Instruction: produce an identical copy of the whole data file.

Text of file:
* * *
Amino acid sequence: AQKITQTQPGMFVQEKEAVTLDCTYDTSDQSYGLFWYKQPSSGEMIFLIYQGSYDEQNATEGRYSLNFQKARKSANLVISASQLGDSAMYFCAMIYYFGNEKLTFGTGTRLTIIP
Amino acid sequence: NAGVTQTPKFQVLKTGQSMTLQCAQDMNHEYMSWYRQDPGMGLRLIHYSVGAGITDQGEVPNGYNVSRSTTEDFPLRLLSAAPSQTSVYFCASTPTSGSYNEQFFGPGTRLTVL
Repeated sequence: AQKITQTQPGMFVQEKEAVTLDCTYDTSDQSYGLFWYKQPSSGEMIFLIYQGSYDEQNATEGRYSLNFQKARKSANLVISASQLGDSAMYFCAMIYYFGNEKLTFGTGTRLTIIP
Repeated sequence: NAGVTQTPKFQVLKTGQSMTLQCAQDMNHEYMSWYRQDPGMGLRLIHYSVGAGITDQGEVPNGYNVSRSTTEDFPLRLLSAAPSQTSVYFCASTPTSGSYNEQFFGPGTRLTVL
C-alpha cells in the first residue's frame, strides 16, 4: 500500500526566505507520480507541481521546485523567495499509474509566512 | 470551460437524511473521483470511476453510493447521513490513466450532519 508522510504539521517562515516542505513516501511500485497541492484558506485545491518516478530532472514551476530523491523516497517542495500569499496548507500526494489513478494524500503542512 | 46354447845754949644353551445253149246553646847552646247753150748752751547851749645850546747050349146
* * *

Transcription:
Amino acid sequence: AQKITQTQPGMFVQEKEAVTLDCTYDTSDQSYGLFWYKQPSSGEMIFLIYQGSYDEQNATEGRYSLNFQKARKSANLVISASQLGDSAMYFCAMIYYFGNEKLTFGTGTRLTIIP
Amino acid sequence: NAGVTQTPKFQVLKTGQSMTLQCAQDMNHEYMSWYRQDPGMGLRLIHYSVGAGITDQGEVPNGYNVSRSTTEDFPLRLLSAAPSQTSVYFCASTPTSGSYNEQFFGPGTRLTVL
Repeated sequence: AQKITQTQPGMFVQEKEAVTLDCTYDTSDQSYGLFWYKQPSSGEMIFLIYQGSYDEQNATEGRYSLNFQKARKSANLVISASQLGDSAMYFCAMIYYFGNEKLTFGTGTRLTIIP
Repeated sequence: NAGVTQTPKFQVLKTGQSMTLQCAQDMNHEYMSWYRQDPGMGLRLIHYSVGAGITDQGEVPNGYNVSRSTTEDFPLRLLSAAPSQTSVYFCASTPTSGSYNEQFFGPGTRLTVL
C-alpha cells in the first residue's frame, strides 16, 4: 500500500526566505507520480507541481521546485523567495499509474509566512 | 470551460437524511473521483470511476453510493447521513490513466450532519 508522510504539521517562515516542505513516501511500485497541492484558506485545491518516478530532472514551476530523491523516497517542495500569499496548507500526494489513478494524500503542512 | 46354447845754949644353551445253149246553646847552646247753150748752751547851749645850546747050349146